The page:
I urge the Minister, at the very least, to say that she will take the matter away and devise a form of wording that is not capable of being innocently misinterpreted by a foreign court to achieve a result that no one, particularly the noble Baroness herself, wants to achieve.

Lord Donaldson of Lymington: My Lords, I concur in everything that the noble Viscount said. He said it with a great deal more up-to-date knowledge than I have. However, I would add this. It may be that those who are not lawyers will not appreciate quite how different the continental system is from the British system. I particularly have that in mind as there was one occasion when I was a judge in the Queen's Bench Division when

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someone applied to me for a writ of habeas corpus which was directed to the Commissioner of the Metropolitan Police, either to charge the arrested person or to release him. As the Commissioner did not deign to take any notice of my presence, I gave instructions at the lunch adjournment that the writ was to issue unless by two o'clock he had appeared and explained which he proposed to do. Come two o'clock there was not a sign. So I said, "Right; the writ will issue". Two minutes later, a perspiring sergeant arrived and said, "We have charged him".

That is the difference. I forget the exact time period involved, but four or five days was probably the limit within which the accused had to be released or charged. When one compares that with the experience of the sort of case described by the noble Lord, Lord Lamont, it really is staggering that the Minister can say that we all belong to the same judicial club.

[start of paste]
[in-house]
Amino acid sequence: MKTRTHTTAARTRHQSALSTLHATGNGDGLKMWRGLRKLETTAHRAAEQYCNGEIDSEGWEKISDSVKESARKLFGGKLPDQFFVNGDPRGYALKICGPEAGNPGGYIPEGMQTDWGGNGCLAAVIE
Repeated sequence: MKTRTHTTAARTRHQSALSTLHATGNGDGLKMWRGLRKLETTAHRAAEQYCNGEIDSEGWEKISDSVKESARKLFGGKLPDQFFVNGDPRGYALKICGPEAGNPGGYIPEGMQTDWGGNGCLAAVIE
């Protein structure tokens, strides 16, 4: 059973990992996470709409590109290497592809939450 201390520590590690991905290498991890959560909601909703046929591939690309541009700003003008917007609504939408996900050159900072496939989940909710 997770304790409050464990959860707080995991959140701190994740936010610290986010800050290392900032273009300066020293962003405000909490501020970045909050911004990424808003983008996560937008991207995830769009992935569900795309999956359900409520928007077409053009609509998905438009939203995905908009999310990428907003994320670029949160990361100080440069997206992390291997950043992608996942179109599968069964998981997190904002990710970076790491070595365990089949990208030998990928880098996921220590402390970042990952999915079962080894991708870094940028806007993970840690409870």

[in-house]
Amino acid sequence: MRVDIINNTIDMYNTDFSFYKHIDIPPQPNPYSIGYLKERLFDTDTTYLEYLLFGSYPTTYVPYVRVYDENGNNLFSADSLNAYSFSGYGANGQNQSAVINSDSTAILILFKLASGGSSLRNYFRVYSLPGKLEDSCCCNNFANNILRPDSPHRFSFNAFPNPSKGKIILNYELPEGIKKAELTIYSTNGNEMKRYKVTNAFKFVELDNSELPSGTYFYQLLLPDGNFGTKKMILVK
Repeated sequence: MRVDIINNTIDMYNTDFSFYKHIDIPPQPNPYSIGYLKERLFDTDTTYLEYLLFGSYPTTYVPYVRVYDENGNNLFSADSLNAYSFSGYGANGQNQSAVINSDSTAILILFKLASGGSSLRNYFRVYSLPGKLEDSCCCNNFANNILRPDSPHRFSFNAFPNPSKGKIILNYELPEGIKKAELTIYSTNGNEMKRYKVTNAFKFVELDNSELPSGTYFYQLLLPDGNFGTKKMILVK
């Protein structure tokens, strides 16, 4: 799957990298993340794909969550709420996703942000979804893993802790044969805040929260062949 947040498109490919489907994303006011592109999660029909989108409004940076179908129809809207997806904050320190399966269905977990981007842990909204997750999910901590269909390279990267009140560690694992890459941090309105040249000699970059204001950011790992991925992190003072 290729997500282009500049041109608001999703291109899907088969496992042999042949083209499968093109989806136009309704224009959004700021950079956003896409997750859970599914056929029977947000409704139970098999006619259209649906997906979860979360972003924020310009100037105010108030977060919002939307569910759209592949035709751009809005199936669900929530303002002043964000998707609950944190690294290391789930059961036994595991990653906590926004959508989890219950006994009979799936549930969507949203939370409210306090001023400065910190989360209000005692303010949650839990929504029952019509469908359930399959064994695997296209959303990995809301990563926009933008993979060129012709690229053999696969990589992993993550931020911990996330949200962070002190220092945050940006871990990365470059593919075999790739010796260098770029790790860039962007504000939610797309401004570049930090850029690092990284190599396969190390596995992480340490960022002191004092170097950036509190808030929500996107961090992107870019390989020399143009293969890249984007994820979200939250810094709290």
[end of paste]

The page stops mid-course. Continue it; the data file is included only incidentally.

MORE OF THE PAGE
Lord Carlisle of Bucklow: My Lords, the noble Viscount, Lord Bledisloe, said that he suspected that there was very little difference in spirit between the views of the Government and those of my noble friend Lord Lamont on this matter. I would suggest that probably everyone in the House at the moment agrees totally on what is desired.

Before the Minister responds, I refer her to what was said by the noble Lord, Lord Filkin, in Grand Committee. He said:

    "It is clear that a Part 1 warrant under Clause 2(3)(b) can be valid only if it is for the purpose of a prosecution. A request from a member state to this country for extradition for the purpose of investigation or interrogation would not be lawful".—[Official Report, 9/6/03; col. GC 23.]

Therefore, it seems to me that the only outstanding issue is whether the wording in the Bill which refers to "accused" is adequate, or whether, for the reasons given by the noble Viscount, Lord Bledisloe, and the noble and learned Lord, Lord Donaldson, the matter should be looked at again to produce words which clearly carry out the intention of both sides.

6.30 p.m.

Lord Lamont of Lerwick: My Lords, before my noble friend sits down, I should make it clear—if I have not done so—that the warrant in the case to which I referred contained the word "accused". That was an extradition case from Switzerland to Germany.